In addition to cataloguing the social impact of such industrial initiatives, and to engaging and taking an interest in the welfare of citizens, Kanwar is, naturally, concerned with the health of the environment. The Scene of Crime (2010), a video work included in The Sovereign Forest, is composed of a series of visual "maps" that document aspects of Odisha's landscape in minute detail, from Niyamgiri mango saplings to the paddy fields of Beldal village. One image shows a single stone column in a green field—a shrine to those from the town of Kalinganagar who died protesting the negative effects of its fast-growing industrial area—and reappears in an accompanying book, wherein the names of those victims, and others from the region who have been killed in conflicts with state police, are printed alongside their photographs. The Scene of Crime thus serves as a memorial to a locality, and a community, fractured by state intervention.

Despite the work's regional focus, the events recorded in The Sovereign Forest—and specifically, Kanwar's approach to their presentation—suggest the possibility of more global social applications. At the Yorkshire Sculpture Park, the installation made reference to local history—namely, the social impact of de-industrialization in Margaret Thatcher's England. In 1984-1985 a miners' strike—a showdown between Thatcher and a trade union movement headed by Arthur Scargill—responded to the planned closure of some 20 coal mines in Yorkshire, which tore apart communities in the region. In solidarity with this legacy, Kanwar produced Listening Benches (2013), a series of six benches made with parts from 19th-century wooden organ pipes salvaged from a chapel on the Yorkshire Sculpture Park estate. He used these same materials to create The Six Mourners and the One Alone (2013), an outdoor sculpture constituted by seven organ pipes inscribed with text and staked upright into the ground. Both commissions witness and memorialize an industrial history distinct from Odisha's, but nonetheless engineered by the processes of capitalism, industrialization, and commerce.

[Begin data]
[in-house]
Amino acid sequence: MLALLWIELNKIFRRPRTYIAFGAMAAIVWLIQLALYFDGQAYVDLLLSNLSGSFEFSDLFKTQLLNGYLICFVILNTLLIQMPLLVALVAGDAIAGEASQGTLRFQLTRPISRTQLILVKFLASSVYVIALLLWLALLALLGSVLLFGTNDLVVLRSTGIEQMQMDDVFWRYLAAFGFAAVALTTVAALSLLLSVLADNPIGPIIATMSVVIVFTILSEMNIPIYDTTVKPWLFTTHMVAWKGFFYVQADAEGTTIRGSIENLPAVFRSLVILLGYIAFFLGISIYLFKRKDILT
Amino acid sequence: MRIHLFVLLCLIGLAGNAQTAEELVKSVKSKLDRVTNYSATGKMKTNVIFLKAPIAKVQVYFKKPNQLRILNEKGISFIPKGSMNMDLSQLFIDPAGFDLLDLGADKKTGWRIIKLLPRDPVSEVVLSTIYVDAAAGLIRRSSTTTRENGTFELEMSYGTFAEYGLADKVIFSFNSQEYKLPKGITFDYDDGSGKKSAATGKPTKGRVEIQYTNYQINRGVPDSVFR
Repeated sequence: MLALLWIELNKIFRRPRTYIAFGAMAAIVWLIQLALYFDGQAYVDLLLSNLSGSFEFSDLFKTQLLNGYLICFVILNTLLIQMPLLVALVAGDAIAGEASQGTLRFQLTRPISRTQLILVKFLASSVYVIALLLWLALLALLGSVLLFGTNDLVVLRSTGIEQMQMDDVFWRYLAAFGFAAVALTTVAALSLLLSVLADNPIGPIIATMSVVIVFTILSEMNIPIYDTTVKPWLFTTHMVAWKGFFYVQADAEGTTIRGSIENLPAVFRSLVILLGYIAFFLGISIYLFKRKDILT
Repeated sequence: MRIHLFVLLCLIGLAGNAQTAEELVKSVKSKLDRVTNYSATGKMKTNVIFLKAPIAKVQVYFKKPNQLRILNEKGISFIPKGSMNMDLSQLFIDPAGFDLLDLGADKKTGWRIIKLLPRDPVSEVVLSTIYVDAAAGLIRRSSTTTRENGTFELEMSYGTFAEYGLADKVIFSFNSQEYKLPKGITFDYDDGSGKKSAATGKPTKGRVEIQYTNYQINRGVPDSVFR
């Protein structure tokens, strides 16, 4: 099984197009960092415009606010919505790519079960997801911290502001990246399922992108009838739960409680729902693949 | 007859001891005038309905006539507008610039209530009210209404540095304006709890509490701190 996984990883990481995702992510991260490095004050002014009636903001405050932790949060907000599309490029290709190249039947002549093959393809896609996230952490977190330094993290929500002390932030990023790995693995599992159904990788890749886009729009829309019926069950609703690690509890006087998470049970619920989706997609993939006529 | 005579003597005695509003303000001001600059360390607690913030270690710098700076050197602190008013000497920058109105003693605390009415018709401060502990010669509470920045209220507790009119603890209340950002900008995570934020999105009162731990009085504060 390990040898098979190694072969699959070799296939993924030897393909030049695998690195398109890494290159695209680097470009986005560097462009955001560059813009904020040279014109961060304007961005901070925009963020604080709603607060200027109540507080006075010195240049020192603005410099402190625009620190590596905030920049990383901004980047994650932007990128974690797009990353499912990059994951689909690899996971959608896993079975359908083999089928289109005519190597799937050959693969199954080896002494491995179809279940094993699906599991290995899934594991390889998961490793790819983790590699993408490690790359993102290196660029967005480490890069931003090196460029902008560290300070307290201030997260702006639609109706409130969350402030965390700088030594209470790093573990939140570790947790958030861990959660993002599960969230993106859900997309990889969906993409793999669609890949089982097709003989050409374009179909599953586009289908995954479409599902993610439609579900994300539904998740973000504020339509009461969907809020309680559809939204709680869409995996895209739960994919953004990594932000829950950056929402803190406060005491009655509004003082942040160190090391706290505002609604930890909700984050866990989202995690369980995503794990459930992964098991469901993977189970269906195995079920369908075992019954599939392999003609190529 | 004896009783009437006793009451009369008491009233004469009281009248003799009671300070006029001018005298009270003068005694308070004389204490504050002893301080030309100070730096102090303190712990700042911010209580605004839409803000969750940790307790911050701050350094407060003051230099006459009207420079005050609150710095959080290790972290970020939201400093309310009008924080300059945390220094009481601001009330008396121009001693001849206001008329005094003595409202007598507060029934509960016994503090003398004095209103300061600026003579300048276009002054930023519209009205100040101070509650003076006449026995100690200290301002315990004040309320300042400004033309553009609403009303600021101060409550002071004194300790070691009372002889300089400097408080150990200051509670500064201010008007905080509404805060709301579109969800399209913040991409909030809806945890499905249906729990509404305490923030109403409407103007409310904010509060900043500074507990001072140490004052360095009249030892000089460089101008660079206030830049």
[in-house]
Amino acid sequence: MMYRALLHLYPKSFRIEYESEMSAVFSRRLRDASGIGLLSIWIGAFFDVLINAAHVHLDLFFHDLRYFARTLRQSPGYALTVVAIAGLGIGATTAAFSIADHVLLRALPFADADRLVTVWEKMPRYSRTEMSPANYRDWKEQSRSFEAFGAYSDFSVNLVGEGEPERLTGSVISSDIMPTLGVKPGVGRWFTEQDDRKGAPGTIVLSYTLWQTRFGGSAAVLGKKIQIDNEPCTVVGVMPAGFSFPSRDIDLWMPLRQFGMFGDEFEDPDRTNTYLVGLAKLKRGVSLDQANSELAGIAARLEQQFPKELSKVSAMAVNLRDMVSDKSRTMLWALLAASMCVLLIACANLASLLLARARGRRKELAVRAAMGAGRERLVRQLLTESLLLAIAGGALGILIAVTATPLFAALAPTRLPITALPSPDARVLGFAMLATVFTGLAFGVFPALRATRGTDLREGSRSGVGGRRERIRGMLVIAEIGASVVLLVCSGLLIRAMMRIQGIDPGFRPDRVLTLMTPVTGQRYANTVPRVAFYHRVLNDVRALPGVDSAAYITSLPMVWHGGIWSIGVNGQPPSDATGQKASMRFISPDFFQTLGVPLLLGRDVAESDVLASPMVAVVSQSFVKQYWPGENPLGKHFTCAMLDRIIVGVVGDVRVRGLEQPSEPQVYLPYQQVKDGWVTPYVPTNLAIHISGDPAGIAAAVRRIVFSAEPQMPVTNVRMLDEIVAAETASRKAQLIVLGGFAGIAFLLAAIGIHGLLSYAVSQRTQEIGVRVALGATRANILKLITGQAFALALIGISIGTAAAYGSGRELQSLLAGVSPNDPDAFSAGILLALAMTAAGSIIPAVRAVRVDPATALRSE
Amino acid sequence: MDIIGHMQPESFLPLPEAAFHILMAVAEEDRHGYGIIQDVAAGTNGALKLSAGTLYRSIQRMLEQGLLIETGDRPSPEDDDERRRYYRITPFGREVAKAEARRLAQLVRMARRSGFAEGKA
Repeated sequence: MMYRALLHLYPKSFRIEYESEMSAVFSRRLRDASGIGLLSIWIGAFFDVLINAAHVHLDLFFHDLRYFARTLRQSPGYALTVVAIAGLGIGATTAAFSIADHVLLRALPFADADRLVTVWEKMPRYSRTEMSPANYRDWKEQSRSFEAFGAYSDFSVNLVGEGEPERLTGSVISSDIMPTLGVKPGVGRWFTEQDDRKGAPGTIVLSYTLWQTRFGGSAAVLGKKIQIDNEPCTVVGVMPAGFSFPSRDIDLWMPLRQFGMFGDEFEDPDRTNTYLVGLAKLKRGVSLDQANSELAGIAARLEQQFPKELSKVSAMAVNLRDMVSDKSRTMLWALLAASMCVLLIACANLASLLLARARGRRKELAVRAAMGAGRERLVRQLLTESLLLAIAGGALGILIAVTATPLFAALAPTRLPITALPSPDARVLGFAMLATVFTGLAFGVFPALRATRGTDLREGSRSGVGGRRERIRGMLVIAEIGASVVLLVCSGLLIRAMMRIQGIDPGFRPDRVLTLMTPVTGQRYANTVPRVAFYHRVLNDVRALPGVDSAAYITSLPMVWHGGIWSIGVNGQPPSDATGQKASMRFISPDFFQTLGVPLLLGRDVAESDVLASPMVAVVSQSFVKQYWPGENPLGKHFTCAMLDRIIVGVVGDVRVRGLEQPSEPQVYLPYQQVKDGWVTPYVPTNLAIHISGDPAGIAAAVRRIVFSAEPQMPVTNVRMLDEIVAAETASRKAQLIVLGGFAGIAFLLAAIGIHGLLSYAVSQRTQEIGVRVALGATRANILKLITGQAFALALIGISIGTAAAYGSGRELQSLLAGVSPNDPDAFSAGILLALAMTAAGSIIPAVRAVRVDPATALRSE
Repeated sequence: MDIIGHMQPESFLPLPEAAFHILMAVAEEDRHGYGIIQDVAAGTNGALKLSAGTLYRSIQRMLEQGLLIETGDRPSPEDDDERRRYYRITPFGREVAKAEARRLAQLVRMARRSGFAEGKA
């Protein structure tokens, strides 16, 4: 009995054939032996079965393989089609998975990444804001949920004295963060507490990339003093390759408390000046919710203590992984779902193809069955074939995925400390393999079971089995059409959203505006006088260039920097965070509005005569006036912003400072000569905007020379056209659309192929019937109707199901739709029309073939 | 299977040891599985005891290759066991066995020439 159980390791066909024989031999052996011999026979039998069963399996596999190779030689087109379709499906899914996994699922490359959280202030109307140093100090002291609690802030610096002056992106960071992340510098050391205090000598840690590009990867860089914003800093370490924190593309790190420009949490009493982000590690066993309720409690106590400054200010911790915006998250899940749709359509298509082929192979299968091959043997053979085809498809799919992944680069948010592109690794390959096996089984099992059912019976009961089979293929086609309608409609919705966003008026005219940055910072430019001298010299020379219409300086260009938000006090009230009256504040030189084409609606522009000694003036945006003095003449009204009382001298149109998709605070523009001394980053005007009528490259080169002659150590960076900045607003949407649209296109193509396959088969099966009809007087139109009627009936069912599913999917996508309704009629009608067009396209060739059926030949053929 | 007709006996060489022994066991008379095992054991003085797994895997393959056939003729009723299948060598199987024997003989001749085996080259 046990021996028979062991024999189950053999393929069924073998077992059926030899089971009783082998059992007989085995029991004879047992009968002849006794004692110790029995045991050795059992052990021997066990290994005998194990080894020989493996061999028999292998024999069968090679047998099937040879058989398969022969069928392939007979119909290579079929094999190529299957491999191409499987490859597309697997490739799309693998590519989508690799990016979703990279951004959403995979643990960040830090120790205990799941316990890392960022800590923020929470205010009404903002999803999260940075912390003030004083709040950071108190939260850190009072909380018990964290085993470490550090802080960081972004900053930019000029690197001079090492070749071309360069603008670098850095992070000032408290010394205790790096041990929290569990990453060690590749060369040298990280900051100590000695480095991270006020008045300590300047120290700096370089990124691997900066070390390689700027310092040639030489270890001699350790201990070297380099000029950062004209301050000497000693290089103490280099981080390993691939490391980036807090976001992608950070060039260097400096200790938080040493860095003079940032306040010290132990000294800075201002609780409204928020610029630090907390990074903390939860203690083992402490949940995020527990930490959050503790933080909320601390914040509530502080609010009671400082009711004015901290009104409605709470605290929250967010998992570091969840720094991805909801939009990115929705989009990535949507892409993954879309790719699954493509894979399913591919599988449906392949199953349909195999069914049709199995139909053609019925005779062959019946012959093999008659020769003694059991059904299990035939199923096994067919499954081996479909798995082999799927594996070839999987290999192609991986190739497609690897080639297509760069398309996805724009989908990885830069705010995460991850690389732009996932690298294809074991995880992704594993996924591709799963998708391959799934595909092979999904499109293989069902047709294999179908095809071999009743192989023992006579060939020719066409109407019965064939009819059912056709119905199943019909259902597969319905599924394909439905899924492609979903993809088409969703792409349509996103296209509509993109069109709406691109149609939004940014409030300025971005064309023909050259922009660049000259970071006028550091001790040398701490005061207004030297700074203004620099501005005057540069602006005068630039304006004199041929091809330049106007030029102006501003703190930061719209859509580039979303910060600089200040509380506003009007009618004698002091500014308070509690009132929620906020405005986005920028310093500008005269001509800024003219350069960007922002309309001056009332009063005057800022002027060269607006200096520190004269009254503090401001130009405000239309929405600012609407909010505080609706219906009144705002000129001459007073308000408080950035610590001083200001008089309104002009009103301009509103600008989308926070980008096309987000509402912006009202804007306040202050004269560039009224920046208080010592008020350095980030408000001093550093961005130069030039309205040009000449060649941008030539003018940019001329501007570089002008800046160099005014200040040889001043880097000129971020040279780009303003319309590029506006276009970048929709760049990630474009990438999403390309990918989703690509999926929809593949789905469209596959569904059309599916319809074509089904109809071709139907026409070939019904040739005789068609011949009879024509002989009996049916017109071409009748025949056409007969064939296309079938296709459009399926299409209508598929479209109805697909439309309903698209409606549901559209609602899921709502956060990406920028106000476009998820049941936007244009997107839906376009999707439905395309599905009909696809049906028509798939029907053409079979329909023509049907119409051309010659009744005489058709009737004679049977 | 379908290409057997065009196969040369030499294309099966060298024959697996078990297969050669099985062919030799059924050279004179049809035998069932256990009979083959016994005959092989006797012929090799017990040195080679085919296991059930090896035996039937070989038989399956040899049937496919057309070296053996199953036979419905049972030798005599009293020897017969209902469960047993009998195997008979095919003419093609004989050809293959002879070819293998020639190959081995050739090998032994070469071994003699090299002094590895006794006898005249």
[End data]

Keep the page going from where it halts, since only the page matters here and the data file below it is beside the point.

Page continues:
Amar Kanwar, The Sovereign Forest, 2012 [courtesy of the artist, photo: Anders Sune Berg]


These communities' ostensible similarity is made plain by the addition of The Counting Sisters and Other Stories (2011), a narrative scrapbook, of sorts, hand-sewn from banana leaf paper, to the UK iteration of The Sovereign Forest. The work presents a series of fictionalized tales authored by Kanwar, and based on people whom he has come to know through his research. They include the titular Counting Sisters: a group of mourners who sing about the atrocities that have befallen their community, and who are incarcerated by the state for doing so. Once imprisoned, the sisters nonetheless continue to sing—a strong iteration of the persistent, communal voice that Kanwar seeks to draw out, amplify, and effectively universalize.

A permanent installation of The Sovereign Forest was set up in Odisha at the Samadrusti campus in Bhubanesawar, where it continues to collect material related to the struggles in the region. Some of this research was exhibited at the Yorkshire Sculpture Park. The Sovereign Forest was thereby expanded, both as a symbolic space—honed through the project's presentation at documenta 13 (2012), the 11th Sharjah Biennial (2013), and the Kochi-Muziris Biennale (2012-2013)—and as a rooted point of focus for a particular local context. This multipolarity is what makes The Sovereign Forest a broader work. Although it has meaning as a document of ongoing, regional struggle, that meaning flourishes once it finds a common point of reference with another location (in this case, Yorkshire). Furthermore, as a "symbolic world," Kanwar's work engages with the very tenets of mutuality explored by Willats in East London: it is operative within a closed social context, and within the greater networks of interaction engaged when such contexts are presented more widely. The symbolic worlds of Inside An Ocean and The Sovereign Forest are not one, but many; yet in this multipolarity, these worlds are grounded in the reality that they are all our worlds.